struct middle : public top {};
struct bottom : public middle {};

None of the tests ever gives a false positive; that is, the code snippets above don't set q to non null when they are not expected to. Unfortunately, sometimes they wrongly set q to null. We focus on these cases.

Inheritance is one of the OO's pillars and says that an object of type bottom is of type middle because the former publicly inherits from the latter. Not observing this aspect is what makes some of the aforementioned tests fail. In other words, a derived class sometimes is not seen as a base class. To catch the failures it's enough to consider the cases where A is the most derived type (i.e. bottom).

When trying to test all combinations of B and C, the first issue is polymorphism's intrusiveness. For down-casts; that is, target type derives from source type (e.g. from top to bottom), the compiler requires the source to be polymorphic and issues an error if it's not. The conclusions follow:

  • dynamic_cast succeeds for up- and no-casts (i.e. from a type to itself). For down-casts it fails to compile.
  • try-catch succeeds for all up- and no-casts but fails for down-casts.
  • typeid() succeeds only for no-casts.

As we can see, typeid() is weak in detecting inheritance, and there is even a semantic reason for that. To check if p points to an object of type bottom we test the condition

typeid(*p) == typeid(bottom)

This uses the comparison operator ==(), which, as expected, is symmetric. Indeed, it would be very weird to have

typeid(bottom) == typeid(top) && typeid(top) != typeid(bottom)

being true, meaning that a bottom is a top and a top isn't a bottom. What we need is the is-a semantics of inheritance, which is exactly what dynamic_cast has.

Now, satisfying dynamic_cast's requirement, we declare top's destructor to be virtual making the three classes polymorphic. After that, the conclusions are:

  • dynamic_cast succeeds every time.
  • try-catch succeeds for all up- and no-casts but fails for down-casts.
  • typeid() succeeds if, and only if, the target type is bottom.

We see dynamic_cast at its full power and nothing has changed regarding try-catch. For typeid() , things got weirder because the obvious no casts for middle and top now fail. What's happening is that, for objects of polymorphic type, typeid() returns the most derived type of the object (bottom in this case).

This behavior is potentially dangerous because classes that are not polymorphic today may become so in the future. Certainly, we know that turning a non-virtual method into a virtual one can have consequences for its callers. Here, the situation is worse because the consequences are not restricted to callers and the set of potentially impacted code is wider.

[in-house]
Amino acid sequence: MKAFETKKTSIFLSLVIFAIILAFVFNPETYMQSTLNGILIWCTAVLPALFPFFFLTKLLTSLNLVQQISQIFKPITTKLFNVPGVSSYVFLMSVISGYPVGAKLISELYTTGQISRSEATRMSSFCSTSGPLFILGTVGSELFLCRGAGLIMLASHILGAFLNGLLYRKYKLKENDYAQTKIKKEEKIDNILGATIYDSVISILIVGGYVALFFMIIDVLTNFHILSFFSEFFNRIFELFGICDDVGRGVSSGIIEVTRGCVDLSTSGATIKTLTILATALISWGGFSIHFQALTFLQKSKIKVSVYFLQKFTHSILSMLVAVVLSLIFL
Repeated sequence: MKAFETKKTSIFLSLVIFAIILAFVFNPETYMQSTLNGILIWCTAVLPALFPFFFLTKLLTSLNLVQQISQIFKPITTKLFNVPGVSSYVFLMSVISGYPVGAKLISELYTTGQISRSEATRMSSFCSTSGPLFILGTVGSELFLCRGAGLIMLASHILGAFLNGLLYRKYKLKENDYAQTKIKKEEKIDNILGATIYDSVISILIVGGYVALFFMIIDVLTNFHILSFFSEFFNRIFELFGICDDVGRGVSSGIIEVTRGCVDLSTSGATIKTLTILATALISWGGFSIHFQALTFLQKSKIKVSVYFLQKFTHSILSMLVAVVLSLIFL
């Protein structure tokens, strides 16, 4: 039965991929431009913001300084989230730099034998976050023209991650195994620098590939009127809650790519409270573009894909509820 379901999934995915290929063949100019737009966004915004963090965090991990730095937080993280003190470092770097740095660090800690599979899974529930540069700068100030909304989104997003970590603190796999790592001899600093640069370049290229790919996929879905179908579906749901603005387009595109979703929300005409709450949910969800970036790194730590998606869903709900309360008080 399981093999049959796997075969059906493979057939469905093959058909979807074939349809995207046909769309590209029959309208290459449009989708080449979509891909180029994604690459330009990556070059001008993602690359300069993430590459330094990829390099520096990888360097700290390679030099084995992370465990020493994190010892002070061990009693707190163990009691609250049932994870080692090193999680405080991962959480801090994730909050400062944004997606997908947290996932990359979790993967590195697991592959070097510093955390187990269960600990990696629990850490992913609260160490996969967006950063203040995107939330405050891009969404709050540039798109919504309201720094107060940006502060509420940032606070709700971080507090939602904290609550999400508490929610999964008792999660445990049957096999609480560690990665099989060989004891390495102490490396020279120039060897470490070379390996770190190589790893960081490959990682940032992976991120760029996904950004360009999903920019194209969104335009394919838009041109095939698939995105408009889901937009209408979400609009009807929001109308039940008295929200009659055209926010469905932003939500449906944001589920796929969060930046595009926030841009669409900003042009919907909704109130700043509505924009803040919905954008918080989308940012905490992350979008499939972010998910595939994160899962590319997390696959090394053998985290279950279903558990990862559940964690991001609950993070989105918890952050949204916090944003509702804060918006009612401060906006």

In summary, dynamic_cast is intrusive, but it's the best method with respect to inheritance consciousness. The second best is try-catch, which is not intrusive but only detects types higher up in the hierarchy. Finally, typeid() is inheritance blinded so we'll discard it entirely from further discussion.

Another important point is performance and again, dynamic_cast wins against try-catch. This isn't a surprise because the usage of the latter for this purpose is a twist that the compiler cannot perfectly understand and, therefore, optimizations are not as good as for the former. For instance, for up casts the compiler doesn't enforce the source type to be polymorphic because in this case a dynamic_cast is nothing else than a static_cast, and thus is performed at compile time.

Table 1 provides performance comparisons between dynamic_cast and try-catch for optimized code generated by MSVC 2008 and GCC 4.4.5. It shows the time, in milliseconds, of performing 1,000,000 type casts. Each line corresponds to a cast where the source and target types are levels away from one another in the inheritance hierarchy. Level 0 means a no-cast and level 1 means a cast from a class to a direct base (for try-catch) or derived class (for dynamic_cast). These timings are only indicative and mean to prove that dynamic_casts are much faster than try-catchs.

[Click image to view at full size]
Table 1: Performance comparison between dynamic_cast and try-catch. Times are given in milliseconds.